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Inquirer Daily News

Archive: April, 2011

POSTED: Thursday, April 21, 2011, 1:20 PM

As expected, the major airlines' first quarter financial results were assaulted by high fuel costs. A traffic slowdown across the Pacific because of Japan's disaster also contributed to less-than-stellar results. Here is a roundup of results from United-Continental Holidings, Southwest and American (reported yesterday). Read all about it here ....

POSTED: Wednesday, April 20, 2011, 11:04 AM

Remember the campaign last fall called "Mad As Hell About Hidden Fees?" Some of what that effort sought was included today in the release by federal regulators of new rules that reqjuire airlines to tell customers what it's really going to cost to make a trip, in addition to the air fare, before they buy a ticket. Full disclosure of all fees in all of the channels used to sell airline tickets is still  under consideration but wasn't included in today's release of the proposed rules.

DOT also will make international airlines follow the same general rule on long ground delays. Read more about all of it in two articles,  one by the AP that emphasizes the tarmac-delay rule, and another in the New York Times that covers the other rules in more depth.

POSTED: Wednesday, April 20, 2011, 10:21 AM

This story makes lots of folks wonder how widespread a problem airlines, not just Delta, may have with mice and rats wandering around airplanes looking for dinner. The Food and Drug Administration has told Delta about what it found on one of its jets, in areas where foord is prepared and served. The type of plane isn't identified but this has to be a larger, long-haul jet, one would think, since those are the only ones on which food is actually "prepared" these days. Of course, the little critters may have a taste for packaged pretzels as well. Read the details of what FDA told Delta at this link....

POSTED: Monday, April 18, 2011, 10:34 AM

UPDATE: This post will be updated Wednesday morning with DOT's unveiling, as expected, of the new customer-protection rules. And I erred earlier when I said the photo accompanying the AP story below did not say how old the photo was it. It does indicate the photo was from 2007.

THE ORIGINAL POST: This sounds like a very reasonable thing to ask airlines to do: If one of them loses your bag before it can  be returned to you after a flight, you should at least get a refund of the $15 to $40 or more you paid to check the bag in the first place. That's the gist of a proposd Department of Transporation rule that's explained in more detail in this AP story. The proposed rule is part of the big push DOT has made the last two years in air-consumer protection, including the tough new tarmac-delay penalties and another set of rules, about to be adopted we think, that would require airlines to disclose the estimated cost of all fees, in addition to the fare,  before a customer pays for a ticket. That sounds reasonable, too, don't you think?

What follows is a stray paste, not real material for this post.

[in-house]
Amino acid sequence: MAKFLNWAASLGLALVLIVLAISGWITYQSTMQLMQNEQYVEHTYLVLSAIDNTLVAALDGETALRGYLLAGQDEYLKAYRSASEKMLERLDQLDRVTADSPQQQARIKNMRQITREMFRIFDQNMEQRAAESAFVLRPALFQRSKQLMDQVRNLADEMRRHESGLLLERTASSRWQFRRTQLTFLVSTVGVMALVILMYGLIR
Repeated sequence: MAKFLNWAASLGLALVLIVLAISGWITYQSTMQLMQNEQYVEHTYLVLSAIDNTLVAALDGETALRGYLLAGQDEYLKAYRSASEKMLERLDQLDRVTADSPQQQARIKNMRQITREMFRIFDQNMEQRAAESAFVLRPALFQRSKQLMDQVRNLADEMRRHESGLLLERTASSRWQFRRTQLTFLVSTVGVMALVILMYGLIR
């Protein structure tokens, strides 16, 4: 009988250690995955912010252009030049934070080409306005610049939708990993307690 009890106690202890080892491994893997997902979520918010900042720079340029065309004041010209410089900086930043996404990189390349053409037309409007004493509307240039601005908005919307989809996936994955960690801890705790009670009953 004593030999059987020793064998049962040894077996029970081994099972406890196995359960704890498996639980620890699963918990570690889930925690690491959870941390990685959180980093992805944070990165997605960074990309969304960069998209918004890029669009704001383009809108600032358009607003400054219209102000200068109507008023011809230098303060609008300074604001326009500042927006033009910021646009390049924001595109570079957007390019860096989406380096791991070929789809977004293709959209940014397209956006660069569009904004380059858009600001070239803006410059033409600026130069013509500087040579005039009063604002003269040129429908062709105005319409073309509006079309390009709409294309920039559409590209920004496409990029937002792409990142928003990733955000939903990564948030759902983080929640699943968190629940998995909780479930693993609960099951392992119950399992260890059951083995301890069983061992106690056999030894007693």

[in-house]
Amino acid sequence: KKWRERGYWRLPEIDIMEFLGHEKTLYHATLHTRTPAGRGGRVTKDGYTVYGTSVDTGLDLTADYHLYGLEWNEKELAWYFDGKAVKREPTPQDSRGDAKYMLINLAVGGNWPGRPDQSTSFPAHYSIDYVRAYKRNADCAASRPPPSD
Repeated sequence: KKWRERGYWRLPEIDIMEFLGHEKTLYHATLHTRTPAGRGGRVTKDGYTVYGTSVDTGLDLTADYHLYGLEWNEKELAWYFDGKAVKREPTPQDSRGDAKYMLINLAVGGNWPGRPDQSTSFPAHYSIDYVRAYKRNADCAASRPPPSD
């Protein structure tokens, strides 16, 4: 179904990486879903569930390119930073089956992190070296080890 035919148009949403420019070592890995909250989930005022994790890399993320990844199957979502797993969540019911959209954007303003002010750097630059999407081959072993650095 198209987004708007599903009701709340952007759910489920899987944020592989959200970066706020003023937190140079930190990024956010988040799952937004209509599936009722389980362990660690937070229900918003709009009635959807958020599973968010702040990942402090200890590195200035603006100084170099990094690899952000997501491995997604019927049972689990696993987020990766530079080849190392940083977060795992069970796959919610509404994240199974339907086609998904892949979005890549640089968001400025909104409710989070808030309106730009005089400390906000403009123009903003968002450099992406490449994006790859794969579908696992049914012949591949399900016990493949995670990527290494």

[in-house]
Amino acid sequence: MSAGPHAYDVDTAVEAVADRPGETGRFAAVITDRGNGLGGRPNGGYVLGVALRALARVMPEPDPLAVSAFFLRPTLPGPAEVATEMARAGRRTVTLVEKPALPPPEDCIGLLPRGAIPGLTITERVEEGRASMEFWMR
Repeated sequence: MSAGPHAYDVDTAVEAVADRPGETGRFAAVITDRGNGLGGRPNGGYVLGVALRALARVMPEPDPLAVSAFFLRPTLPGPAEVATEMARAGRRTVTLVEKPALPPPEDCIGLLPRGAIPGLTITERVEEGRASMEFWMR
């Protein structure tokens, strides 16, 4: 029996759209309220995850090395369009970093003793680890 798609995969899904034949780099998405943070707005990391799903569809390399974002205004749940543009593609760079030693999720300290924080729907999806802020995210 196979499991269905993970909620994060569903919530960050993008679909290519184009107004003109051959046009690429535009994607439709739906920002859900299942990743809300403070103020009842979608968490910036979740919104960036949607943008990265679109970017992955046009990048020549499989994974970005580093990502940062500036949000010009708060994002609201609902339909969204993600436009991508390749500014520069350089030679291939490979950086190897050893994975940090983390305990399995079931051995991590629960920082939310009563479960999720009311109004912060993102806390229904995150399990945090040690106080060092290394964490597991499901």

POSTED: Friday, April 15, 2011, 12:42 PM

One of the real dangers of this thing called the 'Net and its related "blogs" is that it lets all sorts of people anonymously express opinions. The TSA is the one of the more frequent targets of the opinionated, and for good reason, since it continues to show all the sensitivity of a gang of bulls at a maximum-security prison in the name of keeping flying safe. For more background see the post on this blog below on the patdown of a 6-year-old. I give TSA credit for not censoring more of the comments posted on its blog about this. As you can see, parents in particular are outraged about the TSA's lack of sensitivity, to put it politely, about frisking small children. (I only read the first third of the blog posts, but I doubt if the tone changes.)   

POSTED: Thursday, April 14, 2011, 3:22 PM

Although it may seem like so much inside baseball, I believe there is value in reporting as much as possible on the ongoing dispute between American Airlines and some of the online travel agencies and the computer systems the agents use to sell tickets. American is trying to gain more control over the cost of using online agencies such as Orbitz, Expedia and Travelocity.  The most recent twist in the tale can be found in a news story about American suing Orbitz in an effort to get its flights listed again on the online agency's site, and an opinion piece by the Consumer Traveler on the irony of AA suing Orbitz after having pulled its ticket inventory from Orbitz in late 2010. 

POSTED: Thursday, April 14, 2011, 3:04 PM

The story of a 6-year-old girl being subjected to a patdown at the New Orleans airport security checkpoint is getting wide circulation since her parents have made a cause of it by posting video on YouTube. TSA says it's reviewed the situation and its agent was following procedures and did nothing wrong. Well, you decide, after reading a full story about it here. ...

POSTED: Thursday, April 14, 2011, 2:59 PM

The Federal Aviation Administration has had a few embarrassing moments lately, what with air-traffic controllers found sleeping on the job at airports where there was no backup working. Does the agency have enough people and does it schedule them in a way that they are fatigued on overnight shifts? Read more about what FAA says it's doing about the problem here ...

About this blog
Tom Belden has been reporting about Philadelphia International Airport and other air travel subjects for more than 20 years, writing columns for The Inquirer's Travel and Business sections. His reporting (with colleague Craig McCoy) on baggage handling problems in Philadelphia have been credited with helping to improve the system. His previous blog was called Road Warrior. He can reached at tbelden@phillynews.com. Reach Tom at tbelden@phillynews.com.

Tom Belden
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